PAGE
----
THE number of patients with Covid being treated at hospitals in Herefordshire has fallen to the lowest point in three months, latest figures show.

Visiting is still suspended at hospitals in the county, although rules will be partially lifted on Christmas Day, Boxing Day and New Year's Day, and now the latest number of patients with the virus has been revealed.

NHS England data showed 15 patients were being cared for in hospital by the Wye Valley NHS Trust, which runs Hereford County Hospital, on Tuesday (December 21).

That was six fewer than the 21 there the same day the previous week (December 14), and almost half the 27 on December 7.

Fifteen is the lowest the number of Covid patients at the trust in almost three months since September 29, when there were 14.

The latest figures also showed that seven new Covid patients were admitted to hospital in Herefordshire in the week to Sunday, December 19.

The week before, that number was 15, and a fortnight before it was 27.

The figures, published on the Government website, showed there were two patients in mechanical ventilation beds on Tuesday, which are used for the most seriously ill.

That was down from three the week before.

It comes as new data suggests the Omicron Covid strain might be less likely to lead to serious illness than Delta.

That offers a “glimmer of Christmas hope”, a senior health official said.

But UK Health Security Agency (UKHSA) chief executive Dr Jenny Harries warned that it is too early to downgrade the threat from the new strain, which is still spreading rapidly across the UK.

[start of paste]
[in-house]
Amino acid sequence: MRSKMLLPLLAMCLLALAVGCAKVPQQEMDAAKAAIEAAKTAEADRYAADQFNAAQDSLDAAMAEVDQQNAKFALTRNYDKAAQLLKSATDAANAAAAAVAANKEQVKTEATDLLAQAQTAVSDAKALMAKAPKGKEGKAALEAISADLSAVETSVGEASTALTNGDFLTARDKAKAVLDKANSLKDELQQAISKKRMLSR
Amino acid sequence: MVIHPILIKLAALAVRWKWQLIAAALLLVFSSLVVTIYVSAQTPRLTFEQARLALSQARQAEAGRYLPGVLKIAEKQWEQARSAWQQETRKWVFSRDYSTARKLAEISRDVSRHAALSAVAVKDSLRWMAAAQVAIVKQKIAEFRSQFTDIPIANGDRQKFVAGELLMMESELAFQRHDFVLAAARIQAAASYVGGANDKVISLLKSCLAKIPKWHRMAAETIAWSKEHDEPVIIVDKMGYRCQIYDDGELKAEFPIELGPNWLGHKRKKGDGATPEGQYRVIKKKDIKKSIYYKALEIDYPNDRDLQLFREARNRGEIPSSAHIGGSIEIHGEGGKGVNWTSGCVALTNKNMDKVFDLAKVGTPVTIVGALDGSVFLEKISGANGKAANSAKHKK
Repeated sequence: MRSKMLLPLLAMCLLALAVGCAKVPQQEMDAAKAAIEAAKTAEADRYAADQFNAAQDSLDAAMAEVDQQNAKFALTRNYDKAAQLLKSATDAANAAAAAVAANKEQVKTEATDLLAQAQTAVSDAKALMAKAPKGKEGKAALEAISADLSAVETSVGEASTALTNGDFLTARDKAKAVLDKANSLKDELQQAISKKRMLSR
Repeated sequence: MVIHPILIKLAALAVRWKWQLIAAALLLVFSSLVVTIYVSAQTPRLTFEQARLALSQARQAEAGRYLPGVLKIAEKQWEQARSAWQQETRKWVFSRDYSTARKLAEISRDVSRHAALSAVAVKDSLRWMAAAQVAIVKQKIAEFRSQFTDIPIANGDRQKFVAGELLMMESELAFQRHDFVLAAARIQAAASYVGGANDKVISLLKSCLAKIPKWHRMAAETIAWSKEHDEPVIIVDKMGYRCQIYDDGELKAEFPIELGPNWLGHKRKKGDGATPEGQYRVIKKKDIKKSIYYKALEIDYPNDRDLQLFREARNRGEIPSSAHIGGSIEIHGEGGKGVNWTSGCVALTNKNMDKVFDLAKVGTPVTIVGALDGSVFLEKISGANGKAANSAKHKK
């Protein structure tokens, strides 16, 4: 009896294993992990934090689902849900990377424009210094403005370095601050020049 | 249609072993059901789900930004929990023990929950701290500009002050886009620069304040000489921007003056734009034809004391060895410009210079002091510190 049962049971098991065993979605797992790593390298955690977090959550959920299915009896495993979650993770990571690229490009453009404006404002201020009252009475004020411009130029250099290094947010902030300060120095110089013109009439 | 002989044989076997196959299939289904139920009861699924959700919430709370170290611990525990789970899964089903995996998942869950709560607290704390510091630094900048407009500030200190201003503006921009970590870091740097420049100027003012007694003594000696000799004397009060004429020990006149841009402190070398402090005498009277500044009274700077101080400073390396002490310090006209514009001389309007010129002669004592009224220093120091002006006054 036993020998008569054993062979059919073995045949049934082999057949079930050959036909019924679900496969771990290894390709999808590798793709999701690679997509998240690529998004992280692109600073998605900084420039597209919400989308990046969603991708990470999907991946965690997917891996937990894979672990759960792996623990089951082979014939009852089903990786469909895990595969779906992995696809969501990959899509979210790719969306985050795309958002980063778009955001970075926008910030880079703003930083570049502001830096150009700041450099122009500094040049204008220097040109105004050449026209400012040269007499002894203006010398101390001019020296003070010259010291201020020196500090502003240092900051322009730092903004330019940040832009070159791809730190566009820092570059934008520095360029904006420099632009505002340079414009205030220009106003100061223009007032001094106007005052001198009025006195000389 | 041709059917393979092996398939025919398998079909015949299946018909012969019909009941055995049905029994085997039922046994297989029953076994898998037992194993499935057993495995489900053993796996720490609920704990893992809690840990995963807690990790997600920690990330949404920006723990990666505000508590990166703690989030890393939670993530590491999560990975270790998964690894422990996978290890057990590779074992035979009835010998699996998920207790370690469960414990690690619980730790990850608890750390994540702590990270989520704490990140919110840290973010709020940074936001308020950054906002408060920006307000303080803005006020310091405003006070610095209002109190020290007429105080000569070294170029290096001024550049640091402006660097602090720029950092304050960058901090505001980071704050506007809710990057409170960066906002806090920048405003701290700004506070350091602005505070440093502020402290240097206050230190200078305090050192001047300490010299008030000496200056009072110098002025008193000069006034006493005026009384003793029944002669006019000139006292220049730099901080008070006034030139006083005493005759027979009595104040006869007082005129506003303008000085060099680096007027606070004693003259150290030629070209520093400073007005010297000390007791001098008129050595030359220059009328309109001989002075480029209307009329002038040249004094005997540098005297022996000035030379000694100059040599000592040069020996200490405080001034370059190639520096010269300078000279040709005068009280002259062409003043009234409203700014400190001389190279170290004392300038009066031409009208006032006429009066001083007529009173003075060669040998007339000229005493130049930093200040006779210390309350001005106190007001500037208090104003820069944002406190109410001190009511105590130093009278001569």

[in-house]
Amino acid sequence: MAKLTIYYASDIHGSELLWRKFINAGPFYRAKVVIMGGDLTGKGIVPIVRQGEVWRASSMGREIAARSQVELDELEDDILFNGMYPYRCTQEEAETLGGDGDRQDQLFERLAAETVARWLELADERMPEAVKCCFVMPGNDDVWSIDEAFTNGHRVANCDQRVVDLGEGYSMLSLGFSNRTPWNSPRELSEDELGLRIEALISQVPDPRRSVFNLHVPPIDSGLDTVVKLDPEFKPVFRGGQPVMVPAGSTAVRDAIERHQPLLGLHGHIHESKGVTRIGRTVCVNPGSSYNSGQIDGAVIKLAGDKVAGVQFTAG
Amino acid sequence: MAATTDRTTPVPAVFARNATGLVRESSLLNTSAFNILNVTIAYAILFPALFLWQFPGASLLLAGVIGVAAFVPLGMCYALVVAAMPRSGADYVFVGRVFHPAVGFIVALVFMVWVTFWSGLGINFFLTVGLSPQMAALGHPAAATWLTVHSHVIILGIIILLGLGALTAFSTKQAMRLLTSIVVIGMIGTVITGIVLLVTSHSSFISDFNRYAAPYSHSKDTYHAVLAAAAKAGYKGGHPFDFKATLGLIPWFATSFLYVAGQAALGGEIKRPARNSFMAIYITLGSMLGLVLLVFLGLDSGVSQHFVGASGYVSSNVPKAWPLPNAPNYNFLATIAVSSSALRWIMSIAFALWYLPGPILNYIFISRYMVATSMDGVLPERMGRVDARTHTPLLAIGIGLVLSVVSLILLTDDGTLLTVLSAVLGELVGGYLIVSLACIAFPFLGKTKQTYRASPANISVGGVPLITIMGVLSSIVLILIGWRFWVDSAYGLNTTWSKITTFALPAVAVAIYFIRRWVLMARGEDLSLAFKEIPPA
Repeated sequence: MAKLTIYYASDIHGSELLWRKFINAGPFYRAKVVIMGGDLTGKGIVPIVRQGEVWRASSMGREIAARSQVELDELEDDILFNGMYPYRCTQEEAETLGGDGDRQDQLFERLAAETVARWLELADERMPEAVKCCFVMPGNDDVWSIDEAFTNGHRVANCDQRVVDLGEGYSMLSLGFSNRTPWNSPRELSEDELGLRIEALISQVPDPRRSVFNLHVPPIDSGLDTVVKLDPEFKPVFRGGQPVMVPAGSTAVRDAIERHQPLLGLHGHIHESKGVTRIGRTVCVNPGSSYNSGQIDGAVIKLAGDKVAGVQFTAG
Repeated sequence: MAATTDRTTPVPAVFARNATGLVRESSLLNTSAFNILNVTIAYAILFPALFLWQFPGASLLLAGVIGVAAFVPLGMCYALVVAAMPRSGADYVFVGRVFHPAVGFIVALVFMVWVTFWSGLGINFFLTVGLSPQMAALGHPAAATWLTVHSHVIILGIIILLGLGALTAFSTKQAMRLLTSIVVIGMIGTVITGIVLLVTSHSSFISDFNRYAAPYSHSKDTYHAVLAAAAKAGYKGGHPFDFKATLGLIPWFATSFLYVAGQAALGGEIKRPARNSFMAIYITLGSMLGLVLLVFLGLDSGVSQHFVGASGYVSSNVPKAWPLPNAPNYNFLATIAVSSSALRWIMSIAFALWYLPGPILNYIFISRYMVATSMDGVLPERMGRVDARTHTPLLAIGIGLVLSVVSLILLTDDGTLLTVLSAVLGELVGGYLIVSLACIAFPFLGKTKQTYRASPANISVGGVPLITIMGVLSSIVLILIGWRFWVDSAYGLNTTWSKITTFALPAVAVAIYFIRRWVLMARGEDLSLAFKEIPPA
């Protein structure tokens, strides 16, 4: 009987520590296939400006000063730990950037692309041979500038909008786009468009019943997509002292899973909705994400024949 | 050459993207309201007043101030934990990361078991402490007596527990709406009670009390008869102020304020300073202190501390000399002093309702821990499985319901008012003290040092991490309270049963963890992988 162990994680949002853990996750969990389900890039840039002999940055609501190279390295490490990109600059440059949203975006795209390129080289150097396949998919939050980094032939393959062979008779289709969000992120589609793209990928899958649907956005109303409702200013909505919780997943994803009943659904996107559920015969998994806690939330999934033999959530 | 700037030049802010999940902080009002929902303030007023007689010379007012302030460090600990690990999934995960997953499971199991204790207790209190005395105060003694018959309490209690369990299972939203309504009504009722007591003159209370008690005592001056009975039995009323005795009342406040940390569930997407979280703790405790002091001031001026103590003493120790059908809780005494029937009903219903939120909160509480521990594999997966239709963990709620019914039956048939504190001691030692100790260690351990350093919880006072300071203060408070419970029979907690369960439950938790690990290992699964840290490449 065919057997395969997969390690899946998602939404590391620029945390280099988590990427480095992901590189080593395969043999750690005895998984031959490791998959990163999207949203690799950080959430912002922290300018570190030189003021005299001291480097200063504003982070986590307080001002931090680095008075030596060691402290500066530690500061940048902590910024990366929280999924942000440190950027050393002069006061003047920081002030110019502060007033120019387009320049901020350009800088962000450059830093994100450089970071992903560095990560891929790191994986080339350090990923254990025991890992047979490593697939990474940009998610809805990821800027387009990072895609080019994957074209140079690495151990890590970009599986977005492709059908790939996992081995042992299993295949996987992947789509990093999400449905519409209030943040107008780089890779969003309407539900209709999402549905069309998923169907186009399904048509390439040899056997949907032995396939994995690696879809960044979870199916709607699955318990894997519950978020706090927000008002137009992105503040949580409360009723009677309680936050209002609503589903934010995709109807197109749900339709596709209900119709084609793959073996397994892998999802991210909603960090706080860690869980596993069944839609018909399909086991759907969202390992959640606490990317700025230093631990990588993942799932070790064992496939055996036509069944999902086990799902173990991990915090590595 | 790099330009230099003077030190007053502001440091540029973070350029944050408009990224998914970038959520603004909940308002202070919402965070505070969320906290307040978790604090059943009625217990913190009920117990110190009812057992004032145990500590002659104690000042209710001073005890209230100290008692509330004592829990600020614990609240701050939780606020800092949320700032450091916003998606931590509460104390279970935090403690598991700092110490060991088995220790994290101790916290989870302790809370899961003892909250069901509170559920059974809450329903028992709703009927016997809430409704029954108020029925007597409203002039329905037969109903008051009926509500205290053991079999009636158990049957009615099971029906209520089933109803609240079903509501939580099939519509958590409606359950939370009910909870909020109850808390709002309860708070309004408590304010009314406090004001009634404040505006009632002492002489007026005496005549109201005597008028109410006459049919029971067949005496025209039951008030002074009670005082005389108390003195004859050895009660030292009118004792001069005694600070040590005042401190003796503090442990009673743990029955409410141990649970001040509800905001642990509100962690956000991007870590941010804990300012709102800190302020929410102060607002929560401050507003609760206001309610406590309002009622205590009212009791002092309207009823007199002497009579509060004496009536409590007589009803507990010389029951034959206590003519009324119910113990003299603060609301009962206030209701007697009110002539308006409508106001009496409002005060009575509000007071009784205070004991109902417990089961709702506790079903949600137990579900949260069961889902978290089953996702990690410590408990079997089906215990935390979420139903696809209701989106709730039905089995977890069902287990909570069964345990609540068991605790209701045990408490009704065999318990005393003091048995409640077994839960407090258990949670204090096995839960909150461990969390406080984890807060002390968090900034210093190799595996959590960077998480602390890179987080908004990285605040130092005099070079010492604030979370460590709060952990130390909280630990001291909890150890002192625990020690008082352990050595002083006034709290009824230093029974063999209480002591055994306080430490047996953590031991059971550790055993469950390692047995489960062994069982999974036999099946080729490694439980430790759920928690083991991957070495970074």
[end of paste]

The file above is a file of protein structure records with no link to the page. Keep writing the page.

Dr Harries told BBC Radio 4’s Today programme that more information is needed, particularly about the impact on elderly and more vulnerable patients.

She added: “There is a glimmer of Christmas hope in the findings that we published yesterday, but it definitely isn’t yet at the point where we could downgrade that serious threat.”

The UKHSA estimates that someone with Omicron is between 31 per cent and 45 per cent less likely to attend A&E and 50 per cent to 70 per cent less likely to be admitted to hospital than an individual with the Delta variant.

The rapid spread of Omicron has seen it become the “dominant strain now right across the UK”, and Dr Harries said cases are still doubling across “most regions” of the country.

She added: “What we have got now is a really fine balance between something that looks like a lower risk of hospitalisation – which is great news – but equally a highly transmissible variant and one that we know evades some of our immune defences, so it is a very balanced position.”

The UKHSA data has fuelled speculation in Westminster that further restrictions can be avoided in England after Christmas.